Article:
“In taking up Catholic teaching on the Assumption, Levering engages in a theological development that touches on Scripture, magisterial teaching, critical scholarship and objections in a manner that speaks to theological process and faith development. The mind is enlightened and the heart inspired in this work that provides a solid basis for understanding the Church’s dogmatic teaching that Mary was assumed body and soul into heaven.” —The Catholic Journalist
“. . .Levering sheds welcome light on a variety of topics, from biblical hermeneutics to eschatology. Above all, Levering comes across as an able champion of typological exegesis, which forms the basis for the dogma of Mary’s Assumption.” —Catholic Library World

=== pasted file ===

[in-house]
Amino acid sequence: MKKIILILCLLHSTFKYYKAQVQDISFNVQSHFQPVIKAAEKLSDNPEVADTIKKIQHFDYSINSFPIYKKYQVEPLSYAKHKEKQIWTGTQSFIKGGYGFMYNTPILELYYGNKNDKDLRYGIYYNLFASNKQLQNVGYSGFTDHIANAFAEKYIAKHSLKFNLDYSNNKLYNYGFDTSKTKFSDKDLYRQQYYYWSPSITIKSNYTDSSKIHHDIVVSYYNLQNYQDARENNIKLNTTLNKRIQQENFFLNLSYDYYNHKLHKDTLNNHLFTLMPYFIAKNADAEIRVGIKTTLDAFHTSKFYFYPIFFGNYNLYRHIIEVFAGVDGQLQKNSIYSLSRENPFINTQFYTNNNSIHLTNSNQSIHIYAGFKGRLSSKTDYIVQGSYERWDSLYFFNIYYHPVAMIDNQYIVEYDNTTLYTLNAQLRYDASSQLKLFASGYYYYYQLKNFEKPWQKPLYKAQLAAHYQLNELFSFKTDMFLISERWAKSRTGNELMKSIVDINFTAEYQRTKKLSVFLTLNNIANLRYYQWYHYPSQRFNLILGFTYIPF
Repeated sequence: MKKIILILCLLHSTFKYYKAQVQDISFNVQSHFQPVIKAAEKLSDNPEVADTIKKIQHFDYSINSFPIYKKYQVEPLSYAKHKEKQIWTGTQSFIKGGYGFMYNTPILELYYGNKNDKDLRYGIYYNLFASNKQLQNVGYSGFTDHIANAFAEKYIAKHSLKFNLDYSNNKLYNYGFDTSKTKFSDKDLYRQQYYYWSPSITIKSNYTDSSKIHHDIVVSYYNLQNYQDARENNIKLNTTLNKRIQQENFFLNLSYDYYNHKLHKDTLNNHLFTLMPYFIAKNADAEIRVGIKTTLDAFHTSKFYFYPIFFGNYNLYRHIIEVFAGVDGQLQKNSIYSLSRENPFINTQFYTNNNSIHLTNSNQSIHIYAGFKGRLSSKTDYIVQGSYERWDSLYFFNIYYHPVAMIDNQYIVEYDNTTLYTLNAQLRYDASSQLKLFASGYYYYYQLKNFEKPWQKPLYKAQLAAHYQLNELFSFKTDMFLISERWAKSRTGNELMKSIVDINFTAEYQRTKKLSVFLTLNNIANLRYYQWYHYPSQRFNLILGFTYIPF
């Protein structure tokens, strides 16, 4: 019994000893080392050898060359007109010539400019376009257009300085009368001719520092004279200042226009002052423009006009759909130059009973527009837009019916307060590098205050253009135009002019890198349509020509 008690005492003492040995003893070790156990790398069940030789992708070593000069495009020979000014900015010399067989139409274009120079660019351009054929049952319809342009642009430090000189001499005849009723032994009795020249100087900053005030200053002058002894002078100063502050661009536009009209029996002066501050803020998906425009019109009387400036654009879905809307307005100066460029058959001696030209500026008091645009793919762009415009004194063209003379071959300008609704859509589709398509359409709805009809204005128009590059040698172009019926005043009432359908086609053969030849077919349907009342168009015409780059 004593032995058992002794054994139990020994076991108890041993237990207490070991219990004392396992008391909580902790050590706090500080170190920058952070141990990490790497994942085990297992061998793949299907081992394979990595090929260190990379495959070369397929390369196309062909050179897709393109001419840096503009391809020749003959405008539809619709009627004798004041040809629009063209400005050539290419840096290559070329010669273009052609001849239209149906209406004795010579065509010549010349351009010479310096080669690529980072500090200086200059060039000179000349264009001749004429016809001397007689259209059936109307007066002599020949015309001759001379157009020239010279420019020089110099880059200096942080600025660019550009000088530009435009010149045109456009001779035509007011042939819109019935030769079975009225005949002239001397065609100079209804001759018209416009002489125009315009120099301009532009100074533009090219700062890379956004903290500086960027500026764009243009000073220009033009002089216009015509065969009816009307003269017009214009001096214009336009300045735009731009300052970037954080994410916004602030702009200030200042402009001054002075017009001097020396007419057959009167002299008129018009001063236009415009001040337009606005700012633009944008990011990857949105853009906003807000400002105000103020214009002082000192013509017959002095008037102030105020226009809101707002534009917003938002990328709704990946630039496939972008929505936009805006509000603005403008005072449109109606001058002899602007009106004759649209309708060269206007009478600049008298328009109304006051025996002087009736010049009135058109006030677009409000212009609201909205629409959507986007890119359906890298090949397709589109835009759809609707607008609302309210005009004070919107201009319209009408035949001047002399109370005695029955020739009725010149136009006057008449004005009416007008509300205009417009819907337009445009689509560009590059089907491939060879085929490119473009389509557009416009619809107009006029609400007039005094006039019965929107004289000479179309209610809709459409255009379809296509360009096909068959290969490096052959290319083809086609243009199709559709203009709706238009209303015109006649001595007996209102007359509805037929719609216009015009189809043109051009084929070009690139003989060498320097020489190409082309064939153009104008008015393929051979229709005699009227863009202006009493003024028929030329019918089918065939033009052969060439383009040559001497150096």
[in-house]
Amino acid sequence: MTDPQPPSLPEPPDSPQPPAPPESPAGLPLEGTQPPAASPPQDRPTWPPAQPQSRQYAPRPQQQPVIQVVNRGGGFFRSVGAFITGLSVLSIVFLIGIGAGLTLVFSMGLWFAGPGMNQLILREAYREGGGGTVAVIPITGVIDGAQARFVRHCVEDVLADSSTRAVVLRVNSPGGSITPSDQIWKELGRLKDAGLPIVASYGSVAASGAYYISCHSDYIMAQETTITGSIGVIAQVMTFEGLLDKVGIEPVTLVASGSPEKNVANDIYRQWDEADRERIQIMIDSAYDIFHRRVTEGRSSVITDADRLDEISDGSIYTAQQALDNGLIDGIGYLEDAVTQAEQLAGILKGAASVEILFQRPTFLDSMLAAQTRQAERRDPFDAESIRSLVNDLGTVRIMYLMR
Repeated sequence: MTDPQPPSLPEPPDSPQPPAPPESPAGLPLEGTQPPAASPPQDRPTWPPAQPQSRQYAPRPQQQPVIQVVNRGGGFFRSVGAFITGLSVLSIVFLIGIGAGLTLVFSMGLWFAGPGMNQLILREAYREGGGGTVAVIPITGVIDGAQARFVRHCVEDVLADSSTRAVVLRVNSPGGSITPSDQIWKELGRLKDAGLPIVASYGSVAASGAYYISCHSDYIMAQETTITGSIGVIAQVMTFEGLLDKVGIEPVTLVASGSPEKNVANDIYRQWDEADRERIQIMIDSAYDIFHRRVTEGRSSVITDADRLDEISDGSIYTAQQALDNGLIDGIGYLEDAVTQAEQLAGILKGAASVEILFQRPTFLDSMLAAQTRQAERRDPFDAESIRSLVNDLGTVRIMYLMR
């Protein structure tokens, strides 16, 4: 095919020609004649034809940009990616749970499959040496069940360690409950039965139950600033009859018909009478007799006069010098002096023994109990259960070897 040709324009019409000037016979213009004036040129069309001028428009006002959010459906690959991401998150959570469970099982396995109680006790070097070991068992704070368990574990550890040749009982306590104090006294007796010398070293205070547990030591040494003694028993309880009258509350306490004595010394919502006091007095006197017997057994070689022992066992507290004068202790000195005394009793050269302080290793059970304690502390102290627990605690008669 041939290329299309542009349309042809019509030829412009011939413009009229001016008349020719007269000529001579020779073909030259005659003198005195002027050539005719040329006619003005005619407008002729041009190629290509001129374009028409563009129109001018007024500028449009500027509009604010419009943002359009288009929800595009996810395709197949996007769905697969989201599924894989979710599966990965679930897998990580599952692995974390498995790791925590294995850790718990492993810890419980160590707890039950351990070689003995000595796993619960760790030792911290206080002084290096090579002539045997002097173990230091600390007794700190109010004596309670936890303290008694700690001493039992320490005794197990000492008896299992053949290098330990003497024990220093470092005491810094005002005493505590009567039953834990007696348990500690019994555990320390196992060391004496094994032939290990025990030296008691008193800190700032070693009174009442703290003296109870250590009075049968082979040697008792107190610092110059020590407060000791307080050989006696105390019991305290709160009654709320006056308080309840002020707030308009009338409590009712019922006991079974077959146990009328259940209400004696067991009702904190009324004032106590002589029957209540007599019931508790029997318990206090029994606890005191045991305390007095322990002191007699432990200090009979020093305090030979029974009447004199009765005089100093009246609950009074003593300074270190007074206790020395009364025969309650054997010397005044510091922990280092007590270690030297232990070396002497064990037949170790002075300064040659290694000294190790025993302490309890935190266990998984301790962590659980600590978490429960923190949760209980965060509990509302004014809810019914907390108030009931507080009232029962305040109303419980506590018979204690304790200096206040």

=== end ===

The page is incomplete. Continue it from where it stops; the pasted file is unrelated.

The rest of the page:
“Levering’s unbiased approach and his admittance of misinterpretations from Catholics render this book appealing and an asset to ecumenical dialogue. The author’s hope is that the doctrine of Mary’s Assumption will further illumine our Christian understanding of the eschaton.” —Church Life Journal
“Levering . . . has written a beautiful book which takes into account the two demurring sources about Mary’s assumption. Levering argues clearly and convincingly that belief in Mary’s assumption, body, and soul into heaven rests on three ‘scriptural pillars.’ . . . Her destiny prefigures the destiny of all who believe in her son. The author obviously would think it was impoverishing not to have this belief as part of one’s faith.” —Theological Studies